TEXT OF STORY
Bill Radke: So the housing market is one flash point for this economy. Another is employment. A report on the March job market comes out on Friday, and it’s expected to show employers added jobs for only the second month since the recession started. Some kinds of companies are bouncing back faster than others. Marketplace’s Jeremy Hobson reports in this recovery, it’s good to be global.
Jeremy Hobson: If you dig into the quarterly reports of big U.S. companies, you’ll notice that many of them are relying on growth overseas to cushion any losses here at home. That’s the case from medical device makers to McDonalds.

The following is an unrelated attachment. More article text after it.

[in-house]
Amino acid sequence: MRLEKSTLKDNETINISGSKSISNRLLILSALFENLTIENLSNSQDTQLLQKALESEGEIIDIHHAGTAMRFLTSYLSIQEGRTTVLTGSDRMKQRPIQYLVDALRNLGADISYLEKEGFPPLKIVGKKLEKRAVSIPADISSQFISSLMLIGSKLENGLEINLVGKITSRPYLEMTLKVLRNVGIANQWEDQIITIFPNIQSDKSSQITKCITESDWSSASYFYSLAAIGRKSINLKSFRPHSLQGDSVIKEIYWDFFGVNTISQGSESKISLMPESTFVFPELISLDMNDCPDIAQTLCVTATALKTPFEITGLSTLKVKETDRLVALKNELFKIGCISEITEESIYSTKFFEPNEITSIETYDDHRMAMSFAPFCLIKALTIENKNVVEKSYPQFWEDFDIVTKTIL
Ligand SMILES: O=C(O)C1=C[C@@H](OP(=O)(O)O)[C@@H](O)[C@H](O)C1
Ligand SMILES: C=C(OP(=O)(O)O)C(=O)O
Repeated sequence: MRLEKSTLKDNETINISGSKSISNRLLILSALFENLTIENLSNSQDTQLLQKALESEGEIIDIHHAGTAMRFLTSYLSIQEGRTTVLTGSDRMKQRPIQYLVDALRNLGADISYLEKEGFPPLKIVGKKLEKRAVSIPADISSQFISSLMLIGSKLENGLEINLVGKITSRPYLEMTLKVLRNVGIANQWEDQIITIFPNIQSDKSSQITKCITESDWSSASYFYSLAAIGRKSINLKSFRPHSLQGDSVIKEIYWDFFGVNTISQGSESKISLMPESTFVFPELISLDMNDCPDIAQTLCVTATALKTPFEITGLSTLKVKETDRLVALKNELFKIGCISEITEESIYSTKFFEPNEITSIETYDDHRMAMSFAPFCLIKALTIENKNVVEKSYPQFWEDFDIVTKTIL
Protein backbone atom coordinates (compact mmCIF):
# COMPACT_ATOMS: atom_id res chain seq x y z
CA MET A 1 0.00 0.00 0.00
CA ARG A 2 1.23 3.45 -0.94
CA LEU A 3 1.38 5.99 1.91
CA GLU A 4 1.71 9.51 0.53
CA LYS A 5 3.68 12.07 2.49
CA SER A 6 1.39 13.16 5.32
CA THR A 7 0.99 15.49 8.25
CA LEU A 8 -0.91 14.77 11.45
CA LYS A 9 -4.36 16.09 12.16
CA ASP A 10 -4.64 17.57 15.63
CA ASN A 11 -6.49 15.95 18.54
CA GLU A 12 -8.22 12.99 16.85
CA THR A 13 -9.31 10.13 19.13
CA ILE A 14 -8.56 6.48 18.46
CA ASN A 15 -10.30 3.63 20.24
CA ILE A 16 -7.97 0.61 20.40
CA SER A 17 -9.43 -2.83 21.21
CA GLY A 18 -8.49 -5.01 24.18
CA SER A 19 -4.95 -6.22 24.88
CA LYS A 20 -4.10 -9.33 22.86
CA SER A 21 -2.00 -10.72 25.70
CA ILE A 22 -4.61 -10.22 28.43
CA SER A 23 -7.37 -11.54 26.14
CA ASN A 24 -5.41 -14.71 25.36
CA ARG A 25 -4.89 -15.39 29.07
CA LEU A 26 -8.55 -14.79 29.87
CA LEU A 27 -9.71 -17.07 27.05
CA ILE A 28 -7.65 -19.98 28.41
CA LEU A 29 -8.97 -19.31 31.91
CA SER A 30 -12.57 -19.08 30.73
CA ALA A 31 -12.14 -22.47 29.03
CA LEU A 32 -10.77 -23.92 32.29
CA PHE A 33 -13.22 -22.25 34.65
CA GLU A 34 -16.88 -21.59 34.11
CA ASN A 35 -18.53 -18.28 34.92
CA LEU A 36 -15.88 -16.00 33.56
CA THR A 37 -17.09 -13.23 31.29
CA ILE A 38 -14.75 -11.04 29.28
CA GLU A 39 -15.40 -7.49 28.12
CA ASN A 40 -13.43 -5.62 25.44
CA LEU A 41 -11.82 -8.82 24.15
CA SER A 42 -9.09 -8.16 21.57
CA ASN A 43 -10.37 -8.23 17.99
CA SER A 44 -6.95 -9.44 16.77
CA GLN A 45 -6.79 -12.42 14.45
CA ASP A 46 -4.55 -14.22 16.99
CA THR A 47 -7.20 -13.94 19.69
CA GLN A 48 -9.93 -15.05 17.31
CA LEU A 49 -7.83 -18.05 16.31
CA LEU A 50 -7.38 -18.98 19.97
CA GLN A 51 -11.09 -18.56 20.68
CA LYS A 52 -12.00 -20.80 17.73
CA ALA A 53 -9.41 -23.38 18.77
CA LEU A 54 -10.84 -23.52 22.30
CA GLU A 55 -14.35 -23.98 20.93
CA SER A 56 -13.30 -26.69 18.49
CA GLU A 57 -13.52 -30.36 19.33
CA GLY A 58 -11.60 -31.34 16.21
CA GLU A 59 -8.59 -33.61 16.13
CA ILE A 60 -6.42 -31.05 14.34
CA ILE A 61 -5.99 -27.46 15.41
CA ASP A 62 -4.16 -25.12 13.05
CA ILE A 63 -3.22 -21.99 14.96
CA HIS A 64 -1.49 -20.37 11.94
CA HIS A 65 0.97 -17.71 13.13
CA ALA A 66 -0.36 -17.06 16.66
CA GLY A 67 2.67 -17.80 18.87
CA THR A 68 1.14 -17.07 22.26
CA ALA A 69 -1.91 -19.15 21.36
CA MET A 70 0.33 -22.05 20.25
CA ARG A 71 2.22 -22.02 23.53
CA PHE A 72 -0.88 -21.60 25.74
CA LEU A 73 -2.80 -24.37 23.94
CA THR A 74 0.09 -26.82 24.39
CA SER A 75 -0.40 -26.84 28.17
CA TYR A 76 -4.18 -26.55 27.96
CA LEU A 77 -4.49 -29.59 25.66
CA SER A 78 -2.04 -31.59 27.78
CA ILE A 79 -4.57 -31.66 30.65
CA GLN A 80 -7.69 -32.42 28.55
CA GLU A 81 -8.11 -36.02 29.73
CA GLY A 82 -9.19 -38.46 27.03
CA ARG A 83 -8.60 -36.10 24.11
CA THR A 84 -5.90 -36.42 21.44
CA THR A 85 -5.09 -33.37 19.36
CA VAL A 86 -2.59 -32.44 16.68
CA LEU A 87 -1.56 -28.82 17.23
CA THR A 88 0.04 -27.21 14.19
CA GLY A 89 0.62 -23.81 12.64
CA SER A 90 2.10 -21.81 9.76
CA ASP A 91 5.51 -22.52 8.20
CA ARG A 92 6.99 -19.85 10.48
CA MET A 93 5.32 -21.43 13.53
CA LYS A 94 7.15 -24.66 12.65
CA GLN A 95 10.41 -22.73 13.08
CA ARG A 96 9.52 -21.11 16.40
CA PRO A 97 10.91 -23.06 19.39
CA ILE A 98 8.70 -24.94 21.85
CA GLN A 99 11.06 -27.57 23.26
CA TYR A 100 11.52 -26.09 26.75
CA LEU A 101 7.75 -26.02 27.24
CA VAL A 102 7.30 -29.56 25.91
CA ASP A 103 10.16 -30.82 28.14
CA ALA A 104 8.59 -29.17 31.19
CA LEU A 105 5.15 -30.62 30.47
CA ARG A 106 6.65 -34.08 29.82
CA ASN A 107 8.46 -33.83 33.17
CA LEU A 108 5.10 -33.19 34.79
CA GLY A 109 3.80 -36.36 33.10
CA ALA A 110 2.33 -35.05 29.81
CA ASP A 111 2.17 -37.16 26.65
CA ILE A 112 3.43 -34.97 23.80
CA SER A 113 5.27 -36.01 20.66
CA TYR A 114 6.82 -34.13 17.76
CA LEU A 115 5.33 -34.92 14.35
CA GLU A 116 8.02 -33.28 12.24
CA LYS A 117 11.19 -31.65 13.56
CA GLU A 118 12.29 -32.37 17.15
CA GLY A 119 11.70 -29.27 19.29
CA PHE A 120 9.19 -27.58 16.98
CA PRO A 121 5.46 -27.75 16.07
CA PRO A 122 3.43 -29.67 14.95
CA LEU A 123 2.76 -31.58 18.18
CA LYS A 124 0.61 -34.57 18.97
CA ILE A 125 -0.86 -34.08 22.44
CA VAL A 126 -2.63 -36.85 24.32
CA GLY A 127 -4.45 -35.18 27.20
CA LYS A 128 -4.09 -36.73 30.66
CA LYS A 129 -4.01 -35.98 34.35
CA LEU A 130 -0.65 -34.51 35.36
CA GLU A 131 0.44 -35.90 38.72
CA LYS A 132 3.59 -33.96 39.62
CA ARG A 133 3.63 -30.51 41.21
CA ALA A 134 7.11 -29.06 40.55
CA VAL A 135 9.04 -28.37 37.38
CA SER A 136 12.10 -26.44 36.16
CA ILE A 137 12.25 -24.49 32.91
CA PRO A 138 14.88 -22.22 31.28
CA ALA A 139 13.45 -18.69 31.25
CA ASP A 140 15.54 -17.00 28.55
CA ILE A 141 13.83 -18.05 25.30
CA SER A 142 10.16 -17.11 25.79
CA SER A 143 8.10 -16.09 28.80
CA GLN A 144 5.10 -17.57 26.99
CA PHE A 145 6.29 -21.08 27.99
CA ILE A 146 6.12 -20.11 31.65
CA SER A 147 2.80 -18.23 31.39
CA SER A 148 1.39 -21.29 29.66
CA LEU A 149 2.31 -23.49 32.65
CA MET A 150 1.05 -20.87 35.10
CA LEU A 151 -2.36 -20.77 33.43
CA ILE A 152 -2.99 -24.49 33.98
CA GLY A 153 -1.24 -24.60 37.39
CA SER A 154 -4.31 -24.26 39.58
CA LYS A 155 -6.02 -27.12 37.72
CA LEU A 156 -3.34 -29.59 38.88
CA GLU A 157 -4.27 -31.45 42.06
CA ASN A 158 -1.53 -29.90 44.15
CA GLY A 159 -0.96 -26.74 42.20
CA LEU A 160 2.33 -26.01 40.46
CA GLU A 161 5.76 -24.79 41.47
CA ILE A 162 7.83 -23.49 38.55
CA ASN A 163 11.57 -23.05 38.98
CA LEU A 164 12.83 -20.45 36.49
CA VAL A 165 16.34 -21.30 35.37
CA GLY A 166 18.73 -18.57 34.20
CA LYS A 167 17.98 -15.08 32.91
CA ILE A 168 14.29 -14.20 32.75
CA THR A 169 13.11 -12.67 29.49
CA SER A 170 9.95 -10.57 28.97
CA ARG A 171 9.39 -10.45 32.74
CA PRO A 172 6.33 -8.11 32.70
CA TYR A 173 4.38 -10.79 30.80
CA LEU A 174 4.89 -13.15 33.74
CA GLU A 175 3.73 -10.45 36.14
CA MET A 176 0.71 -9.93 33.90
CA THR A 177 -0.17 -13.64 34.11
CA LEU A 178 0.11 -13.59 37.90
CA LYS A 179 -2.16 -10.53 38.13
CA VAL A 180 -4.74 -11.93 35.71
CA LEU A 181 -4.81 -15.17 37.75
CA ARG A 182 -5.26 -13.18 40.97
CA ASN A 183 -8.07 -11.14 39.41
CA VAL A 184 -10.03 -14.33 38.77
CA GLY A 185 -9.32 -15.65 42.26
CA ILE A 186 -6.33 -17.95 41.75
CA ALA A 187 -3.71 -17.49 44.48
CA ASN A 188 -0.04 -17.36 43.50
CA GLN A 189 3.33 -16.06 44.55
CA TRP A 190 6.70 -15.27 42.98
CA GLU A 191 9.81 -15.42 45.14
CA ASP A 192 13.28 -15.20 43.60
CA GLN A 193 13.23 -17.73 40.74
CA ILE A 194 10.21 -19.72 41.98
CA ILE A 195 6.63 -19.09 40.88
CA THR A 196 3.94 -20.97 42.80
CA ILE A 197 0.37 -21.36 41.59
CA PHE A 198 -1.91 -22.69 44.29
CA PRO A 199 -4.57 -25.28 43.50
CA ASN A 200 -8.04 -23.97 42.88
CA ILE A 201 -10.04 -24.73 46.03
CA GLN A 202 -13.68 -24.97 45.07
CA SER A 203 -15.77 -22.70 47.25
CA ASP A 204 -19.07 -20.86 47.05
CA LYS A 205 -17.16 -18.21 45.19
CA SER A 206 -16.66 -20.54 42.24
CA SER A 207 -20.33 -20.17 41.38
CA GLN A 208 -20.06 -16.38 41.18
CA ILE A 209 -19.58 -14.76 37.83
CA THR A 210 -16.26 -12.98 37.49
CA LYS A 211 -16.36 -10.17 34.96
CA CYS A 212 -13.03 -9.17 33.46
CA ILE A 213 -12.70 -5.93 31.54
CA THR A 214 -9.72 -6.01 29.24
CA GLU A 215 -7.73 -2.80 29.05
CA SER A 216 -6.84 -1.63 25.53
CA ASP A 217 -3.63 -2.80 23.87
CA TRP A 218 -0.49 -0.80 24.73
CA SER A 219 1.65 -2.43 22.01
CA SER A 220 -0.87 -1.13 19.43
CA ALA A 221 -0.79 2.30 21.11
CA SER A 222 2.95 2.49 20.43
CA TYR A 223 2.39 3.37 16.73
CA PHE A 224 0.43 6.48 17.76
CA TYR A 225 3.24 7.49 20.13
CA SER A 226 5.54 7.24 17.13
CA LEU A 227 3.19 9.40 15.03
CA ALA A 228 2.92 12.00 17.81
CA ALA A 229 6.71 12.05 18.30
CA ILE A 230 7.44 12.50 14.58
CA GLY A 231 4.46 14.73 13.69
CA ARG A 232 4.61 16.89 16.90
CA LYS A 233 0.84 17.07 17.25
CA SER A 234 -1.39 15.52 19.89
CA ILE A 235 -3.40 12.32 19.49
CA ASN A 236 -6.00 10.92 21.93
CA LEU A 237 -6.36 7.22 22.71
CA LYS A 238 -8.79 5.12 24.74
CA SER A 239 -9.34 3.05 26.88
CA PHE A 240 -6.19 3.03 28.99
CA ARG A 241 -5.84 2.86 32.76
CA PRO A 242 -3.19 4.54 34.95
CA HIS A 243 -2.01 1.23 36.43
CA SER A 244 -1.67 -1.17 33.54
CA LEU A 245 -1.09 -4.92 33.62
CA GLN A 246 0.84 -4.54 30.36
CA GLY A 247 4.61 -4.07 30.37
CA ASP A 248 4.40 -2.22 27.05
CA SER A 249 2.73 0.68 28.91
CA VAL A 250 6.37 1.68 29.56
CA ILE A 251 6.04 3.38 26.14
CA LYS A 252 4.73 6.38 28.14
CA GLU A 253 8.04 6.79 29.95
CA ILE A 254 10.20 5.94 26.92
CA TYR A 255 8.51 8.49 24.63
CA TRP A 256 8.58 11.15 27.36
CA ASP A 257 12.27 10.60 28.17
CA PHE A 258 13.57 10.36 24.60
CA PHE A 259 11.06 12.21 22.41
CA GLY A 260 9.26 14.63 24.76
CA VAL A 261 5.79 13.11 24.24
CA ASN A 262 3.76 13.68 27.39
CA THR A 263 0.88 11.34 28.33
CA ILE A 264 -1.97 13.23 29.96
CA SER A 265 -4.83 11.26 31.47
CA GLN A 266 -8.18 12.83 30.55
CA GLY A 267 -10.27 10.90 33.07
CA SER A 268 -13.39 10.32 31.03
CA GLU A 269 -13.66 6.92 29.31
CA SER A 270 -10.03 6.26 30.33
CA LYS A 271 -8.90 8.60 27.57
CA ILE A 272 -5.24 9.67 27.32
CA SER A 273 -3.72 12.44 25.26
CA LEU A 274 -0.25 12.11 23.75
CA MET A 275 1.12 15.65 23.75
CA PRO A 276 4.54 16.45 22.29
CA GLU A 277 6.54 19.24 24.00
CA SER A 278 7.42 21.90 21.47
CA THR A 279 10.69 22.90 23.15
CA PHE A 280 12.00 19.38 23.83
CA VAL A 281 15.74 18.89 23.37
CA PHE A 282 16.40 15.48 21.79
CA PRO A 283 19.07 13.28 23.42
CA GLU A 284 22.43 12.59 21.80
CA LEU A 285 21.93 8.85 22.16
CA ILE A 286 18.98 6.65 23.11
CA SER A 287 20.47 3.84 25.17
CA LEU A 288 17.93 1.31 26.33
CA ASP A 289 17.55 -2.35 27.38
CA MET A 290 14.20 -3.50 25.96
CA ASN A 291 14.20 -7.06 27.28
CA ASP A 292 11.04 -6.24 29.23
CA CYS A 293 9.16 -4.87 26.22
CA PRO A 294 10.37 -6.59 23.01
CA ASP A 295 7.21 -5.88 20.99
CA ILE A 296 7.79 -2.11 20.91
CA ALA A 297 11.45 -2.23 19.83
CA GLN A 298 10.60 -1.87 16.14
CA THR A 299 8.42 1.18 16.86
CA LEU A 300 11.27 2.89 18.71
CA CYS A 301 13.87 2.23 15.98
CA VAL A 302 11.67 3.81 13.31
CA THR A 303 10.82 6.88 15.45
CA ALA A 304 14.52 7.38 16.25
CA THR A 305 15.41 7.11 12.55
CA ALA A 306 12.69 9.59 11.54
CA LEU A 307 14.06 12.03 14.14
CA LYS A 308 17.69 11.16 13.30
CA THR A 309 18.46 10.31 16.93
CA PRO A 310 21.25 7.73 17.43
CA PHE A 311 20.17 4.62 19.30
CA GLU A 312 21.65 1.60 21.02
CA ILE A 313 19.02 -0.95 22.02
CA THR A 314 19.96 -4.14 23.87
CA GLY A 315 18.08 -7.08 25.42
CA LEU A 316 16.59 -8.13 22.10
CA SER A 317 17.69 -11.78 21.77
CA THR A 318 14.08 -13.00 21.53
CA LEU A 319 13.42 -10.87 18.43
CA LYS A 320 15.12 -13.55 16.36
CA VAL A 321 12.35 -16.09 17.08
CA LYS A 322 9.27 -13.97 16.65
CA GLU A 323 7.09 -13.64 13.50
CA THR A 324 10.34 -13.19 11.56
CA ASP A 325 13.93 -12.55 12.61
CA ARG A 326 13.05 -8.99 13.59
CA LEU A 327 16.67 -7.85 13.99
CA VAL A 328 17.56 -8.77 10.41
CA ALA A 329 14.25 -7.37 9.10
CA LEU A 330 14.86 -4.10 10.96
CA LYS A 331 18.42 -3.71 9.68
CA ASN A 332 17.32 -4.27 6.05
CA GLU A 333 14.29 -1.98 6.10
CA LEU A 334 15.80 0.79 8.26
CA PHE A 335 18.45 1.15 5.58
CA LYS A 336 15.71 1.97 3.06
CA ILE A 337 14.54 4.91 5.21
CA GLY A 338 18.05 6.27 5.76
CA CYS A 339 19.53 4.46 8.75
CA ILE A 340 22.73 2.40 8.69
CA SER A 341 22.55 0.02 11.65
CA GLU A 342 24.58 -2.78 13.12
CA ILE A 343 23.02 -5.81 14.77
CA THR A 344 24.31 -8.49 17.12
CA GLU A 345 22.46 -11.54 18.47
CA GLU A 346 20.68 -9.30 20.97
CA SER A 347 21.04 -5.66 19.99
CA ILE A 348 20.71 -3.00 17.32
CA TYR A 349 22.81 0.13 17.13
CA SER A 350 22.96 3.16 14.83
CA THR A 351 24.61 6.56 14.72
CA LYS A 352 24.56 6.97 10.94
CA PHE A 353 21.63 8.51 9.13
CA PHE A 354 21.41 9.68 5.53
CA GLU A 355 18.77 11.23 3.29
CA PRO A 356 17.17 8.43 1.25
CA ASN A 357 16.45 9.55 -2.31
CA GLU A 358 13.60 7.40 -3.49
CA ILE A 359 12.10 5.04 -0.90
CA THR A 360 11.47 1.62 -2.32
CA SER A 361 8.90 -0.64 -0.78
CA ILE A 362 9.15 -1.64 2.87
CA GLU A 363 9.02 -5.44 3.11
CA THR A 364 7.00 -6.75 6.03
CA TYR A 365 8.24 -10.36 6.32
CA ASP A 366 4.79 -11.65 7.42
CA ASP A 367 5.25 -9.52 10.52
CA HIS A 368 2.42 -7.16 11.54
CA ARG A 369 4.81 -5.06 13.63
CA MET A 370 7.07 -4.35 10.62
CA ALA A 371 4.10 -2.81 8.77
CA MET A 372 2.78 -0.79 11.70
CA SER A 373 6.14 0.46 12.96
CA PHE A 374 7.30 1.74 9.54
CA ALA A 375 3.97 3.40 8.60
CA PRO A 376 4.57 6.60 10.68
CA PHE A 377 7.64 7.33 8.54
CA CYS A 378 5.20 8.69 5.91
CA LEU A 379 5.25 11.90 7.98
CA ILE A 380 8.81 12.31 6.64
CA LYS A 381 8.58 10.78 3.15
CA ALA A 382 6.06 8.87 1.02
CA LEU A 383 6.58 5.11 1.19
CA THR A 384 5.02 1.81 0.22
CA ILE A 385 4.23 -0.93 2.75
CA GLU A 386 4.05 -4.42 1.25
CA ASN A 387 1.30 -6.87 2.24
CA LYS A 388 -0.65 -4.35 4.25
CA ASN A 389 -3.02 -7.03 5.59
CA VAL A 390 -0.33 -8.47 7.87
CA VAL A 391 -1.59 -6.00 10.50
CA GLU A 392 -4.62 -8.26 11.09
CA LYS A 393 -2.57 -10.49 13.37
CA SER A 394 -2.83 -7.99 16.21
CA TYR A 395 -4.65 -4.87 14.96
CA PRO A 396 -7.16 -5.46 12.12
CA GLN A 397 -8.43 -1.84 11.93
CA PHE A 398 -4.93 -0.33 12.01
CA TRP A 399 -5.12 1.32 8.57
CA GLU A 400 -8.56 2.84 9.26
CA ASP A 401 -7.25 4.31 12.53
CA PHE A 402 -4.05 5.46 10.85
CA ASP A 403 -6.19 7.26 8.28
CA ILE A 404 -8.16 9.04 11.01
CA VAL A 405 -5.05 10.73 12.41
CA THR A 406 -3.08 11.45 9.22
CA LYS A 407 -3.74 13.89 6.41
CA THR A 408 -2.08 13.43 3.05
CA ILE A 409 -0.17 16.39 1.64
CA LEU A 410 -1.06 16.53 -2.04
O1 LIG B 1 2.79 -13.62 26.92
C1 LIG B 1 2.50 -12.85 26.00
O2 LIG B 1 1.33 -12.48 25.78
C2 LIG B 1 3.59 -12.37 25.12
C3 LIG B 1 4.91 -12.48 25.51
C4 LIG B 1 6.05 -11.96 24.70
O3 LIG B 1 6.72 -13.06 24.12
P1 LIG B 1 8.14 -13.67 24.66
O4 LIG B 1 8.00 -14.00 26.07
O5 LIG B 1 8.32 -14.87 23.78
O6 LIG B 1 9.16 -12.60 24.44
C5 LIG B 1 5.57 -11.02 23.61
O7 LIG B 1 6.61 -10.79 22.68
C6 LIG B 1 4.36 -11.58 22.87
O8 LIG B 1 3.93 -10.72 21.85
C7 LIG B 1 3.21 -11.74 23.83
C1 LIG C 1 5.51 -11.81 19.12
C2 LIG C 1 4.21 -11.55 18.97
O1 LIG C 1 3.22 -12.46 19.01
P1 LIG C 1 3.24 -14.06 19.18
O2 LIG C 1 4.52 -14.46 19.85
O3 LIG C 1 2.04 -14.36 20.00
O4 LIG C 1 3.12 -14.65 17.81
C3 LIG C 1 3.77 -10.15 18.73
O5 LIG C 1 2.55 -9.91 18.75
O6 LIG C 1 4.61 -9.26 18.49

Ronald McNeil: And those companies with the international stretch are helped more and quicker as economies recover in the global marketplace.
That’s Ronald McNeil, dean of the business school at the University of Illinois-Springfield. He says small businesses can benefit too, if they play their cards right. Perhaps by supplying goods and services to larger companies that already export their business overseas.
But Liz Ann Sonders, the chief investment strategist at Charles Schwab, says small businesses have one big disadvantage: access to capital.
Liz Ann Sonders: Big companies typically don’t have to go to banks to borrow money. They can come to the capital markets. They can issue bonds. They can issue stock. So they can expand, they can invest.
That, she says, will keep large multinationals ahead of smaller companies in the U.S. race to recovery.
In New York, I’m Jeremy Hobson for Marketplace.
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